“Unique” is one of those wonderful words that can be equally applicable as compliment and criticism. Joey Barton is unique. Luis Suarez is unique. Jose Mourinho is unique.
Arsene Wenger has taken to describing Arsenal’s current situation as “unique”. In this context, it is a synonym for disappointment unparalleled in his reign. “Unique” means the probability of finishing fifth, sixth or seventh. “Unique” means Europa League football. “Unique” means the sort of decline that has brought Wenger’s future into greater focus.
The paradox of the second half of Wenger’s reign has been that the more imperiled Arsenal have been, the more they have seemed to need the Frenchman. His brinkmanship of balancing the books while steering them into the top four, often by the finest margins, has made him the fiscally-sound choice – part football manager, part economist, forever walking a wire without falling off.
And then Wenger undercut the age-old argument for keeping him in situ with his comments after Saturday’s 3-1 defeat to West Bromwich Albion. Coming from him, they were unique. If Arsenal end up outside the top four for the first time in his reign, he said:
Of course, on the sporting front it would be a blow but financially the Champions League does not have the impact any more that it had five or six years ago, because of the influx of the television money.
In short, Arsenal are primed to cope money-wise without Wenger. In some respects, he has done his job too well. They may not require him because he has insulated Arsenal against the shock of ejection from the elite. They have cash reserves of £100.5 million and no short-term debt. Even the growing probability Alexis Sanchez and Mesut Ozil will leave comes with the likelihood that they would bring in further funds. Without Champions League football, Stan Kroenke’s asset would diminish in value, but not disastrously.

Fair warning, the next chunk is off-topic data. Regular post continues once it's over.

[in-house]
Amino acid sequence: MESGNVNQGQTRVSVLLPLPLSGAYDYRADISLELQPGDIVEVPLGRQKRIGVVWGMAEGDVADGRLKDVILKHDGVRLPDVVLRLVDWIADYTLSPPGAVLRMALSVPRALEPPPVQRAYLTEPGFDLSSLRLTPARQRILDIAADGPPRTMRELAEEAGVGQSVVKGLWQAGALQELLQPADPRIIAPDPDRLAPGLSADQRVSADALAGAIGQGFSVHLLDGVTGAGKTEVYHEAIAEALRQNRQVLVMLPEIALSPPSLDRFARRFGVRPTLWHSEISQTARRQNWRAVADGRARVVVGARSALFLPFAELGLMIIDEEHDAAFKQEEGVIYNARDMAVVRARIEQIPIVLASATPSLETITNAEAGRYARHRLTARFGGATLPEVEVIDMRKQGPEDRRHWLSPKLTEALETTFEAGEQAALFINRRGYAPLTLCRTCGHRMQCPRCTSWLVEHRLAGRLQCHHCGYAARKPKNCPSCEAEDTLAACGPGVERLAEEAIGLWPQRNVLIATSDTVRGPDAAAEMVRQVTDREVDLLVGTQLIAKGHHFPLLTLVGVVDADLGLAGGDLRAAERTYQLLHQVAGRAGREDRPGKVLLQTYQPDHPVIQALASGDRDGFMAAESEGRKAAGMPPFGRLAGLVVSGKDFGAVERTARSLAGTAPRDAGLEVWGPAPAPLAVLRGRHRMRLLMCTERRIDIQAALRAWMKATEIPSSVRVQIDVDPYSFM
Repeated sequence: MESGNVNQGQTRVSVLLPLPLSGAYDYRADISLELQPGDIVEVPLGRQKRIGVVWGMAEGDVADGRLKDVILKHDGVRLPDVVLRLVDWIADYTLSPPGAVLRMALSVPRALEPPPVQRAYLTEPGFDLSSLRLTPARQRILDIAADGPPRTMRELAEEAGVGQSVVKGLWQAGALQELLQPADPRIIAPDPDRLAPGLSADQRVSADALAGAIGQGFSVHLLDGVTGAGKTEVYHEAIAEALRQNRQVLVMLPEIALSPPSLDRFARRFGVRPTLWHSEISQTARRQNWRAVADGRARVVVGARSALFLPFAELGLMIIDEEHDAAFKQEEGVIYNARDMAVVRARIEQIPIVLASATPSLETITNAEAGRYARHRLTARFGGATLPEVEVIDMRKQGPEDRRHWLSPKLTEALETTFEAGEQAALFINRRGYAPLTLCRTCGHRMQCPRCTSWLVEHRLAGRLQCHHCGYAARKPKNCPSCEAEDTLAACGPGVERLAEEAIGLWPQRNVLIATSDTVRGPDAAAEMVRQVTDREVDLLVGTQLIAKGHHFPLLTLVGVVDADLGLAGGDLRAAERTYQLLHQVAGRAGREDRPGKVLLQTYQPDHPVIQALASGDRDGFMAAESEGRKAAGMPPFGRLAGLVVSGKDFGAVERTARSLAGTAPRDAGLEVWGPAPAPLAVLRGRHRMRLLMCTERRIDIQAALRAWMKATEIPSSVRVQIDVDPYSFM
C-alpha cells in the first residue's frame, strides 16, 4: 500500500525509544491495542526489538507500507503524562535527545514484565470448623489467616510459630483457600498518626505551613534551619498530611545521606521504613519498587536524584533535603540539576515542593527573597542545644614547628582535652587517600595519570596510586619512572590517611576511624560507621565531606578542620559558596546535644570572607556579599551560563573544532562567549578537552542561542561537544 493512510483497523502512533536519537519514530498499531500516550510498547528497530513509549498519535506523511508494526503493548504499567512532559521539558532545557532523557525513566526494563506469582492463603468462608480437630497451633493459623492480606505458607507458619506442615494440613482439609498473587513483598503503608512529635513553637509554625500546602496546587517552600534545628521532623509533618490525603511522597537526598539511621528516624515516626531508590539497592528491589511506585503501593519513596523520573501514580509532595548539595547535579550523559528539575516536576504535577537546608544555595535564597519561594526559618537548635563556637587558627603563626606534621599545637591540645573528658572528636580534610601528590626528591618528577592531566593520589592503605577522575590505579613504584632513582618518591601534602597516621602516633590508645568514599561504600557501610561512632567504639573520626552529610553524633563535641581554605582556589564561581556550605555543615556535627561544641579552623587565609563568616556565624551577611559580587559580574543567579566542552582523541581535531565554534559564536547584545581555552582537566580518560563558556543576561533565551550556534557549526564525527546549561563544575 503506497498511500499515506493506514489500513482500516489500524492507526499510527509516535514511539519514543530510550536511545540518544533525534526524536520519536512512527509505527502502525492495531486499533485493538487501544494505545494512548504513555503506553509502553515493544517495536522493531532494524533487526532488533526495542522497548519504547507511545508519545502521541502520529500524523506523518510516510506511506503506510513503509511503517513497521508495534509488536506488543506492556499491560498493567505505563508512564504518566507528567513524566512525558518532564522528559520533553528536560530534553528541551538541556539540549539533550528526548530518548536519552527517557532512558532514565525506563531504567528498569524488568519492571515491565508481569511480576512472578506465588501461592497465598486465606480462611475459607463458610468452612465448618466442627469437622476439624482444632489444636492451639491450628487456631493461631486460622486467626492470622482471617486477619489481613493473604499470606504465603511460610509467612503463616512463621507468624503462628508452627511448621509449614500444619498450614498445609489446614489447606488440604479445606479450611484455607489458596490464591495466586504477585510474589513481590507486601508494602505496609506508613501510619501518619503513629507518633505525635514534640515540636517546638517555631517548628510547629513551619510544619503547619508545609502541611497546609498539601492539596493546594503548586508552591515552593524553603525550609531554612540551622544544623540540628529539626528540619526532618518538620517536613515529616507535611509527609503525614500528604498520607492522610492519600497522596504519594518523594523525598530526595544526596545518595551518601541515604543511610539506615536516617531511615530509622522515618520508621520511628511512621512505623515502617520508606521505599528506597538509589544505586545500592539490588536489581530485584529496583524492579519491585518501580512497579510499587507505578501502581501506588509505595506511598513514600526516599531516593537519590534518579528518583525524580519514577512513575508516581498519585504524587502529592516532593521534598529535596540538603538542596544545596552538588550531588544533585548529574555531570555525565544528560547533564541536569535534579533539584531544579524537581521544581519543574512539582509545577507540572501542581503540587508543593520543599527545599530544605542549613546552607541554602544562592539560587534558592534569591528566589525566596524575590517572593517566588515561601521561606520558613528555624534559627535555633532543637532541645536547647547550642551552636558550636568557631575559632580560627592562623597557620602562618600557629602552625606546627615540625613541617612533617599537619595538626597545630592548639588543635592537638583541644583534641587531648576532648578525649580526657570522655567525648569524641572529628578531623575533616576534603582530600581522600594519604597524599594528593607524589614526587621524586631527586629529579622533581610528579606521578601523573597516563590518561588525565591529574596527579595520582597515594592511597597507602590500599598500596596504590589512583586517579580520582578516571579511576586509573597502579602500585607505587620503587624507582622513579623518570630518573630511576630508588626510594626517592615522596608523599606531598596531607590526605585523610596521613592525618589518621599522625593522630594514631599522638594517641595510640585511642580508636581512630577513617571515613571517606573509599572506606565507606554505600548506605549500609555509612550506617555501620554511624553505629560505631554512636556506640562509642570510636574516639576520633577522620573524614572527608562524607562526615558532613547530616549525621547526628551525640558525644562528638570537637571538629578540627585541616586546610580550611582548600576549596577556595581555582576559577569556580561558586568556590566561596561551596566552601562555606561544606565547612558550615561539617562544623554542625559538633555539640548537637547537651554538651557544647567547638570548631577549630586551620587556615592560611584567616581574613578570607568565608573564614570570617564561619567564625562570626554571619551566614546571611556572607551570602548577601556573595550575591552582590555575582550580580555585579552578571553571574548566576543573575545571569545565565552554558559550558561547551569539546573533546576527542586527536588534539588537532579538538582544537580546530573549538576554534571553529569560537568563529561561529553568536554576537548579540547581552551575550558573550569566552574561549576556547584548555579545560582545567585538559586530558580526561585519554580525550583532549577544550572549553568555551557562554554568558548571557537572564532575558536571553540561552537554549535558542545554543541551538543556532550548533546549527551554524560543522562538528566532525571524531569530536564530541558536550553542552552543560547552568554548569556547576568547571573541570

Wenger’s problem is that he has brought a realist’s view of economics to a surreal industry. It is easy to imagine him nodding sagely as he examined the 2008 financial crash. Lenders granting 125 percent mortgages to virtually anyone, banks exposed because they had too many risky investments? Of course the bubble would burst. Except that football’s has not.
Wenger presumed others would experience boom and bust while his constant carefulness would reap a reward. But Financial Fair Play has barely reined in the big buyers. The bottom has not fallen out of the television market.
The funding of the Emirates Stadium was predicated in part on an ability to remain competitive while spending less. Wenger did not see the billionaires coming, Roman Abramovich and Sheikh Mansour spent more and Arsenal were no longer title contenders. Wenger’s next model entailed consistent qualification for the Champions League to give Arsenal a fiscal advantage over those shut out of a private members’ club. Then Premier League rights went through the roof and Europe became more about prestige than prize money.
Read the full article on eurosport.co.uk: Why now is the perfect time for Arsenal to move on from Wenger